One thing which is sometimes repeated to the point of cliché is that sport breaks down the barriers of colour, race, ethnicity, religion and language. The thing is, it’s largely true.

Take a look at the World Championships or Olympics, where athletes of all creeds and backgrounds come together in the spirit of sporting achievement and international competition. Alternatively, take a look at the current make-up of America’s National Basketball Association… this season will see the first ever NBA regular season games played in Europe (following in the footsteps of the USA’s National Football League). The NBA regularly sends athletes to the farthest reaches of the world to provide inspiration through the Basketball Without Borders program. Meanwhile, what was once an American professional game is broadcast in numerous languages right across the world and features 84 international players from 38 countries (as at the start of the 2010/11 season).

Those players come together through the spirit of sport, making friendships, forming rivalries and decreasing ignorance of foreign cultures along the way. A perfect example of this mixing pot can be seen with the Portland Trail Blazers’ group of buddies comprised of Australian Patty Mills, Spain’s Rudy Fernandez and Frenchman Nicolas Batum. The trio have been of great support to each other, in what is a surprising mixture of ethnicities from varied backgrounds.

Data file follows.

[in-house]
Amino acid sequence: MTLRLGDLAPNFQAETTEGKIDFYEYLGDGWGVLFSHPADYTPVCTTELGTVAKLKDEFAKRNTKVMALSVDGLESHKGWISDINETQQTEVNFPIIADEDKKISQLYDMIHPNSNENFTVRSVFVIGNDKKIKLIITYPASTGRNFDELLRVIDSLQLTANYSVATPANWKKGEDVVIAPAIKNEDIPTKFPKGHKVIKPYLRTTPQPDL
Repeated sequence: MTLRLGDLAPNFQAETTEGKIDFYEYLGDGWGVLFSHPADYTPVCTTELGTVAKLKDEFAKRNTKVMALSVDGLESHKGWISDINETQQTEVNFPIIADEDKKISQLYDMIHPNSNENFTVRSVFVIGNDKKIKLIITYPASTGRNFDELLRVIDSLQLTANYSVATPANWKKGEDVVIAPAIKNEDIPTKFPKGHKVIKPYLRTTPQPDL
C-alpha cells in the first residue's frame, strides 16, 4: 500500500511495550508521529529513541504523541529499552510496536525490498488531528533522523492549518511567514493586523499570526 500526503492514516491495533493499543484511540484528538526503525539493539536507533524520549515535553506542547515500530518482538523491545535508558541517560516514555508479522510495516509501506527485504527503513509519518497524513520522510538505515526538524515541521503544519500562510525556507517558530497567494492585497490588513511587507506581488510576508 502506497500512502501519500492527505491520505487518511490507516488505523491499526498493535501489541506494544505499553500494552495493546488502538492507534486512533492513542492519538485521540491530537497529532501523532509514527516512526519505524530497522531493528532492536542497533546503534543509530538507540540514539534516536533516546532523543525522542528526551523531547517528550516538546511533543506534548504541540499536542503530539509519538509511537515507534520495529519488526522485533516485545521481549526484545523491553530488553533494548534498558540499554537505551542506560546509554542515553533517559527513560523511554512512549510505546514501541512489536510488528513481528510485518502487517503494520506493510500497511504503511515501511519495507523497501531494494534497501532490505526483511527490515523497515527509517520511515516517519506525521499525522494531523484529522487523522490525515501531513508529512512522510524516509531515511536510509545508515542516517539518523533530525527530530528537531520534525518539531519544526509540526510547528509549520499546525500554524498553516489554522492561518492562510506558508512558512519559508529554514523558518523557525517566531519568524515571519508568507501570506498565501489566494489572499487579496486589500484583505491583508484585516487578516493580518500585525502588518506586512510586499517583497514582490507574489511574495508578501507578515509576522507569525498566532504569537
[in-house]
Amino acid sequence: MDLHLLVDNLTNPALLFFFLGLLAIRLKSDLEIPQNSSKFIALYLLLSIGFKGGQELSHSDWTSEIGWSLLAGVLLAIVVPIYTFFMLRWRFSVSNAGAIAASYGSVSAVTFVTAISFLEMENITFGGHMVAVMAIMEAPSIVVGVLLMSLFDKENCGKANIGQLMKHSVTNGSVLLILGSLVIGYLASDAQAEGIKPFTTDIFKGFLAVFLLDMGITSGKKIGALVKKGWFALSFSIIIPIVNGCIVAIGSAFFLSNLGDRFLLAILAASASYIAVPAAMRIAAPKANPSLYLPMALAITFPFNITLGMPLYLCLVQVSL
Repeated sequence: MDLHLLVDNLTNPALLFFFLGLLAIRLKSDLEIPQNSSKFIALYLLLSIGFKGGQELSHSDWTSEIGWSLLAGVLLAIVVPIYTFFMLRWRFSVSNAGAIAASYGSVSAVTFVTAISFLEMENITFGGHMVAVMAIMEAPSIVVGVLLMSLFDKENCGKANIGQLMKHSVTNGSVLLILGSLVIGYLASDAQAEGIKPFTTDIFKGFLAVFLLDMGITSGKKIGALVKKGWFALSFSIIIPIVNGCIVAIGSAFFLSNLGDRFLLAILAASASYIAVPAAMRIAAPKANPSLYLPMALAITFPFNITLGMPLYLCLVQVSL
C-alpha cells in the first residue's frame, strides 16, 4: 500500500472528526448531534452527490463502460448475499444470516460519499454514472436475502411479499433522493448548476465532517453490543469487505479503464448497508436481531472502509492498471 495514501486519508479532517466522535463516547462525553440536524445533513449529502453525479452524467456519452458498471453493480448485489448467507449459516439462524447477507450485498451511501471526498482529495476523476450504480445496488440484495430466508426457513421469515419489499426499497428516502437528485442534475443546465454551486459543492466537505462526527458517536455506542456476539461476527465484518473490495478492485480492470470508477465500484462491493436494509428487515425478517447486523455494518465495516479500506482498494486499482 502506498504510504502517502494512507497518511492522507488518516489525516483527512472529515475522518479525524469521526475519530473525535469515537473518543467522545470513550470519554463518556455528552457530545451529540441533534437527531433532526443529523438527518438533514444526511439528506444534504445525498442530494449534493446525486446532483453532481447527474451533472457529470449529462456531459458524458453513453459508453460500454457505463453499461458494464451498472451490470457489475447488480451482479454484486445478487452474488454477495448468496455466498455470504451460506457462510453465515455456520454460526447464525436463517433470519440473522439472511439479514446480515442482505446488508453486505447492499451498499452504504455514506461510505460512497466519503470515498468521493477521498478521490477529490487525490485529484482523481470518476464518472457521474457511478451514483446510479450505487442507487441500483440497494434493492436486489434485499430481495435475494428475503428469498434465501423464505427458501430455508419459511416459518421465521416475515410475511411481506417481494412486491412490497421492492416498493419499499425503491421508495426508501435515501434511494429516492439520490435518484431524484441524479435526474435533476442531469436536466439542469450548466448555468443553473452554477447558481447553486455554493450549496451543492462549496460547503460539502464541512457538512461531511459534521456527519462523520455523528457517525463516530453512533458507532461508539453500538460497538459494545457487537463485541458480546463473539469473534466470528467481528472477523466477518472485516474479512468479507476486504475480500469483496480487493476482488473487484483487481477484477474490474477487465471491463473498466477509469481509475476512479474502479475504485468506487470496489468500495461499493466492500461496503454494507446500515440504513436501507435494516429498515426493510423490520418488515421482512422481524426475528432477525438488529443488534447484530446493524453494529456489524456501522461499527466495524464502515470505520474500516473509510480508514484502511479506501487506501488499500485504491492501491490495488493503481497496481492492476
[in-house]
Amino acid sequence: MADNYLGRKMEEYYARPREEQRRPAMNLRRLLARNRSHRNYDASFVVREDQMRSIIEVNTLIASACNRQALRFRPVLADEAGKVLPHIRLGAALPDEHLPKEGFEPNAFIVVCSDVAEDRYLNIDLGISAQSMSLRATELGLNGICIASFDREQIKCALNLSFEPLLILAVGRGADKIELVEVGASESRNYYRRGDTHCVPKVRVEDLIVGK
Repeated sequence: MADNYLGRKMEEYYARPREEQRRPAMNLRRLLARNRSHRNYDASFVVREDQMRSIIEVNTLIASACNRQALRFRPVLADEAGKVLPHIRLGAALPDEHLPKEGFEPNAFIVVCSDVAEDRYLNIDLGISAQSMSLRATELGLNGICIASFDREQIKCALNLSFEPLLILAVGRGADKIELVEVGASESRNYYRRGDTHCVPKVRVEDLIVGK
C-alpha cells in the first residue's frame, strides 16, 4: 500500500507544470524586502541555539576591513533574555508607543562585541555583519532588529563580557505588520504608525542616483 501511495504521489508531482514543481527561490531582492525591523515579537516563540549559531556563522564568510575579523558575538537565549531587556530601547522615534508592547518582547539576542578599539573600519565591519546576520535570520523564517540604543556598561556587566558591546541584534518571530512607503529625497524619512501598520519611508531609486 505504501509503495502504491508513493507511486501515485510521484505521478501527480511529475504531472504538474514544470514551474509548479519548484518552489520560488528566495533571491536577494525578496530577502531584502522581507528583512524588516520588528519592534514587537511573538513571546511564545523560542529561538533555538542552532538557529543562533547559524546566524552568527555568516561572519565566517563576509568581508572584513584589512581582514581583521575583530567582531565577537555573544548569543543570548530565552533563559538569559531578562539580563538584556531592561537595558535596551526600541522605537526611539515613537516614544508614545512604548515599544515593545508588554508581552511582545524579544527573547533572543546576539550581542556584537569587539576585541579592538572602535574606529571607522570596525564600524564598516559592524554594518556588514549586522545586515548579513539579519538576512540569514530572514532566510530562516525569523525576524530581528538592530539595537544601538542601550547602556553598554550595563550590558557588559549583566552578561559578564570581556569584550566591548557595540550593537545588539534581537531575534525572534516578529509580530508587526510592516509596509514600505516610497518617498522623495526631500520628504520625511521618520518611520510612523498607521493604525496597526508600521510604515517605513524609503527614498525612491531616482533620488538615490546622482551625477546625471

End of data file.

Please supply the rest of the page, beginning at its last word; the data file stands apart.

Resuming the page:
Of course, this melting pot can occur on more micro levels as well. It can bring sub-cultures together, in one community. And it regularly does, when any group of kids get together for a pickup game of basketball on a street court. I’ve lost count of how many times I’ve done it myself and no doubt you have seen the same scenario played out numerous times. A person’s background, colour and socio-economic group matter little when you are putting together a collection of people to play some hoops.

Sydney Kings - Royalty Crew (

The Sydney Kings have long been a gathering force in bringing together the various sub-communities of Sydney. Playing out of the city’s Chinatown, on game night Anglo-Saxon CBD “suits” can be seen mixing with Asian-Australians from Sydney’s West, surfies from the south and Europeans from Sydney’s inner-west. And that is just for starters.

The Kings have long recognised the binding entity that they represent·in this respect and have done a tremendous job over the years (to varying degrees with the various ownership groups that have been in place) in celebrating the diversity of the Australian ethnic makeup. One such example of this occurred on Friday night when the Kings hosted the Adelaide 36ers at the Kingdome.

Sydney Kings Harlequins

Prior to the NBL matchup, the Kingdome played stage to a spectacle of the Filipino basketball community. Whilst being a smart marketing move by surely increasing attendance at the game, bringing in additional Filipino supporters, the occasion served as an opportunity for the wider people of Sydney to find a common bond they may share with Filipino-Australians.

The Australian Government, through the Department of Immigration and Citizenship recognised this contribution to cross-cultural pollenation and conducted some interviews before the game, with this video the result:


The night was presented with the collaboration of Hoopdreamz, an outfit setup by Marco Selorio, a Sydney-based Filipino basketball aficionado.